"Who Counts? In Search of Social Justice in a Global World": Undergraduate Supper with Political Philosopher Nancy Fraser
January 27, 2011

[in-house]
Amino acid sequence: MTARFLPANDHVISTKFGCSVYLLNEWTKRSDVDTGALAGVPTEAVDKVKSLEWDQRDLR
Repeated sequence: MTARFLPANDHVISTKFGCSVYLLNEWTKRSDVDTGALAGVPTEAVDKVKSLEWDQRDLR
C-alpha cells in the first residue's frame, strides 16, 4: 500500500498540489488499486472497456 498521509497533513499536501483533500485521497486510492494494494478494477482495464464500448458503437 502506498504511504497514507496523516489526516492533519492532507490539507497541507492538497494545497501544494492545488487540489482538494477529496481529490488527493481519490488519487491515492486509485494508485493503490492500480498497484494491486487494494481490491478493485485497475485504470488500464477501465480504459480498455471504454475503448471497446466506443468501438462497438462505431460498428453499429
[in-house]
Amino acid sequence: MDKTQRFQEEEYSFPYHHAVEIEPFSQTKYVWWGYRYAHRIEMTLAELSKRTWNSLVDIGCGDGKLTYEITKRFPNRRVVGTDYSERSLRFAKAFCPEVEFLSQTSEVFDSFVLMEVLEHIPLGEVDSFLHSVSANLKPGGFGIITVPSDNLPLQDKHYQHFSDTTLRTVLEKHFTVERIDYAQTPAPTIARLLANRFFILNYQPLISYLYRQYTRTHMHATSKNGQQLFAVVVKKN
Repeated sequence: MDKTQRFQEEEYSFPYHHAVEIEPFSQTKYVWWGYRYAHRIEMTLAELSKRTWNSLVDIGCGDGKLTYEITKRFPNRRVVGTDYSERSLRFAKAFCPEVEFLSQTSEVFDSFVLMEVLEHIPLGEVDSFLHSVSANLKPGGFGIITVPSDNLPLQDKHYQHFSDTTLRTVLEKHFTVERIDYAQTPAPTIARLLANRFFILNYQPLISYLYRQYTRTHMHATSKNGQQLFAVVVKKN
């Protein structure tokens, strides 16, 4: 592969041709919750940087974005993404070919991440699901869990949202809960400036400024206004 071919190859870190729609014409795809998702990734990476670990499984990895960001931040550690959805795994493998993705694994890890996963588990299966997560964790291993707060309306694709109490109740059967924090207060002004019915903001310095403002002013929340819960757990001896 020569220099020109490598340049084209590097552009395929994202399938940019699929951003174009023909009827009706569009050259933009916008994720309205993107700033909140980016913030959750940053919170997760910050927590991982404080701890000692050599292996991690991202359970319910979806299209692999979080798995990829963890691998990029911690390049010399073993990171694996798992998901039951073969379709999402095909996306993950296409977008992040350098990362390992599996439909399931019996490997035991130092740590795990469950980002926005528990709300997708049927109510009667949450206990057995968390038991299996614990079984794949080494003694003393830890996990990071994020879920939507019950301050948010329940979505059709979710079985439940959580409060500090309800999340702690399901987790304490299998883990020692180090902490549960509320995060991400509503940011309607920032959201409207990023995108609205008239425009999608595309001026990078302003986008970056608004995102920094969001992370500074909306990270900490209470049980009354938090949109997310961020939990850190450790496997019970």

While on campus as a Patten Lecturer, political philosopher Nancy Fraser joined HHC students at Harlos House to discuss the search for social justice in a global world. Fraser's wide-ranging, provocative work, which includes 11 books and more than 60 articles and book chapters, prompts questions like: What should be the relationship between identity (personal, group, cultural) and equality (social, political)? Can capitalism be just? Can welfare be fixed? Can justice be delivered within, or beyond the nation-state? What do such big issues mean for our daily lives? Nancy Fraser has been described "as one of the leading political philosophers and feminist theorists practicing today. Her writing addresses issues of concern to a broad audience, including globalization, cosmopolitanism, identity politics, neoliberalism, the welfare state, and gender issues." Her work draws on political science, philosophy, cultural and social theory, history, and law to address "some of the most challenging practical issues facing developed democracies, including . . . need and dependency in the welfare state, multiculturalism and identity politics, and the role of multiple publics in the functioning of democracy" (Patten Foundation). She has lectured widely in the United States and abroad, including at Yale Law School, Stanford University, the Chinese Academy of Social Sciences in Beijing, and the Ecole des hautes etudes en sciences socials in Paris. She is the Henry A. and Louise Loeb Professor of Political and Social Science at the New School for Social Research. The supper was co-sponsored by the Wells Scholars Program.